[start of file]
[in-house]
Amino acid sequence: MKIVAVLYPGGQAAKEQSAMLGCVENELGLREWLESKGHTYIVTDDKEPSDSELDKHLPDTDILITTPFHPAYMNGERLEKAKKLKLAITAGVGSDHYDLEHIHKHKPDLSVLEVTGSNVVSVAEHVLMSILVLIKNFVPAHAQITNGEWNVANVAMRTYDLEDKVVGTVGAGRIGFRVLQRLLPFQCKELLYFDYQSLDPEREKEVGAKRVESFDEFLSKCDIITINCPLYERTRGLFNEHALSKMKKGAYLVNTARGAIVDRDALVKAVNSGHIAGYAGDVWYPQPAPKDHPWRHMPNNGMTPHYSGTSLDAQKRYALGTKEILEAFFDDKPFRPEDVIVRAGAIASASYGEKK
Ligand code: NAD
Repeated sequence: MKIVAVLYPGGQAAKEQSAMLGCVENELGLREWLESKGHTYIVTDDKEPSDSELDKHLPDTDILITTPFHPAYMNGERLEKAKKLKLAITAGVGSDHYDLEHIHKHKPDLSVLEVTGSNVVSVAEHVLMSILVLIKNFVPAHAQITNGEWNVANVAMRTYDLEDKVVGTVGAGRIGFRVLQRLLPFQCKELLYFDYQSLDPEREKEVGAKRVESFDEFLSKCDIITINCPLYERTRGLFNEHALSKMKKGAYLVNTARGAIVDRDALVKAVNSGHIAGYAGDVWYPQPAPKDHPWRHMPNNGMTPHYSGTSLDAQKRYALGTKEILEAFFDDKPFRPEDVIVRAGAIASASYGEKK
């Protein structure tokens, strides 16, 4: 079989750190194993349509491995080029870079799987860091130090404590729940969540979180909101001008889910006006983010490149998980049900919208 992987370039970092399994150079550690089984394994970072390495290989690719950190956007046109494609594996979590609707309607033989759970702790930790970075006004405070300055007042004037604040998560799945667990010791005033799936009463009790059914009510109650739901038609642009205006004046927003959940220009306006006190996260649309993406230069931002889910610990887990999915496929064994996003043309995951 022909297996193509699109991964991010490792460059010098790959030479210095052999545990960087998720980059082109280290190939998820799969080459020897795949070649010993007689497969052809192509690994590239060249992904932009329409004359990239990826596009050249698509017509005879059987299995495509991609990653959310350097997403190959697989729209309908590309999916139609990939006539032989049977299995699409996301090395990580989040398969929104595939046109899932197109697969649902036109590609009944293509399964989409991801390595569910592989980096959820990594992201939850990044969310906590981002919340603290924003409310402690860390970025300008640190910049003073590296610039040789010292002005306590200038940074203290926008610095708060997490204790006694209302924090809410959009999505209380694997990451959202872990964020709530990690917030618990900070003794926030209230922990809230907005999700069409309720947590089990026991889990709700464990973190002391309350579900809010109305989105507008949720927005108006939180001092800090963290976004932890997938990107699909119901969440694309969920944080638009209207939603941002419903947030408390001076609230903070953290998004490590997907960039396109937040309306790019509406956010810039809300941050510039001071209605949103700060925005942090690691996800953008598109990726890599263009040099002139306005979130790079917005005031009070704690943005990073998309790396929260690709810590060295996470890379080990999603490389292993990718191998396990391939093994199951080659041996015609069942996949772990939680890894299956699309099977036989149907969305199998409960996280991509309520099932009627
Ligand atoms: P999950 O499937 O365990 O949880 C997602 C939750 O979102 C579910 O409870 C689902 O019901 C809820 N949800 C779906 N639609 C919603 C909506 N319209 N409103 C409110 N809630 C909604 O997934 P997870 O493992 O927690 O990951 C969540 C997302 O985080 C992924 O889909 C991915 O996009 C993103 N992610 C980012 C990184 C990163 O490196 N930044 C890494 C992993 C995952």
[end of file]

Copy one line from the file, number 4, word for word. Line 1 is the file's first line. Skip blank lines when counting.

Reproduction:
Repeated sequence: MKIVAVLYPGGQAAKEQSAMLGCVENELGLREWLESKGHTYIVTDDKEPSDSELDKHLPDTDILITTPFHPAYMNGERLEKAKKLKLAITAGVGSDHYDLEHIHKHKPDLSVLEVTGSNVVSVAEHVLMSILVLIKNFVPAHAQITNGEWNVANVAMRTYDLEDKVVGTVGAGRIGFRVLQRLLPFQCKELLYFDYQSLDPEREKEVGAKRVESFDEFLSKCDIITINCPLYERTRGLFNEHALSKMKKGAYLVNTARGAIVDRDALVKAVNSGHIAGYAGDVWYPQPAPKDHPWRHMPNNGMTPHYSGTSLDAQKRYALGTKEILEAFFDDKPFRPEDVIVRAGAIASASYGEKK